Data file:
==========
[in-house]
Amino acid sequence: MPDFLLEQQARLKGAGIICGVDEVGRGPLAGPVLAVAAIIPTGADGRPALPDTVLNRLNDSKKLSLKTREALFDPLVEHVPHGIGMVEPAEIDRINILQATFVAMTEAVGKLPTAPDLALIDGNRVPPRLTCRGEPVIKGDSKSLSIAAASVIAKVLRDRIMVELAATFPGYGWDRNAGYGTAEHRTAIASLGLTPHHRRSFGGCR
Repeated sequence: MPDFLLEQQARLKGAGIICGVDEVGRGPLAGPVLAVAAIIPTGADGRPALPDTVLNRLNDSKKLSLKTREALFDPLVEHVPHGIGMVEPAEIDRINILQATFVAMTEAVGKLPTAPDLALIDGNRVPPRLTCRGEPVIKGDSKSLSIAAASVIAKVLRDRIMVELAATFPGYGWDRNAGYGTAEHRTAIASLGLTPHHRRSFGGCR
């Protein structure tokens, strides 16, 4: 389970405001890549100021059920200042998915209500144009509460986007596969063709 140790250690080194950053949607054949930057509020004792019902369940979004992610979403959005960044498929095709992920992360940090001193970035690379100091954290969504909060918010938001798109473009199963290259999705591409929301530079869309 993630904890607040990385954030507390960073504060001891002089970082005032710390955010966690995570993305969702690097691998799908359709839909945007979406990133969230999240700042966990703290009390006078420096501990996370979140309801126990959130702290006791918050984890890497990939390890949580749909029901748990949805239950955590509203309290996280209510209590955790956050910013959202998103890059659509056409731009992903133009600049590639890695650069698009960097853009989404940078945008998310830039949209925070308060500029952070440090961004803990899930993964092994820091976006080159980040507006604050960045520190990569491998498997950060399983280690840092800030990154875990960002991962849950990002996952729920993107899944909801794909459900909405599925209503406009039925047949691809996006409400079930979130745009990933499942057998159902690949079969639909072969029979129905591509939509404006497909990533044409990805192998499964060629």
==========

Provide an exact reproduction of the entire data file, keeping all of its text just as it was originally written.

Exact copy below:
[in-house]
Amino acid sequence: MPDFLLEQQARLKGAGIICGVDEVGRGPLAGPVLAVAAIIPTGADGRPALPDTVLNRLNDSKKLSLKTREALFDPLVEHVPHGIGMVEPAEIDRINILQATFVAMTEAVGKLPTAPDLALIDGNRVPPRLTCRGEPVIKGDSKSLSIAAASVIAKVLRDRIMVELAATFPGYGWDRNAGYGTAEHRTAIASLGLTPHHRRSFGGCR
Repeated sequence: MPDFLLEQQARLKGAGIICGVDEVGRGPLAGPVLAVAAIIPTGADGRPALPDTVLNRLNDSKKLSLKTREALFDPLVEHVPHGIGMVEPAEIDRINILQATFVAMTEAVGKLPTAPDLALIDGNRVPPRLTCRGEPVIKGDSKSLSIAAASVIAKVLRDRIMVELAATFPGYGWDRNAGYGTAEHRTAIASLGLTPHHRRSFGGCR
């Protein structure tokens, strides 16, 4: 389970405001890549100021059920200042998915209500144009509460986007596969063709 140790250690080194950053949607054949930057509020004792019902369940979004992610979403959005960044498929095709992920992360940090001193970035690379100091954290969504909060918010938001798109473009199963290259999705591409929301530079869309 993630904890607040990385954030507390960073504060001891002089970082005032710390955010966690995570993305969702690097691998799908359709839909945007979406990133969230999240700042966990703290009390006078420096501990996370979140309801126990959130702290006791918050984890890497990939390890949580749909029901748990949805239950955590509203309290996280209510209590955790956050910013959202998103890059659509056409731009992903133009600049590639890695650069698009960097853009989404940078945008998310830039949209925070308060500029952070440090961004803990899930993964092994820091976006080159980040507006604050960045520190990569491998498997950060399983280690840092800030990154875990960002991962849950990002996952729920993107899944909801794909459900909405599925209503406009039925047949691809996006409400079930979130745009990933499942057998159902690949079969639909072969029979129905591509939509404006497909990533044409990805192998499964060629």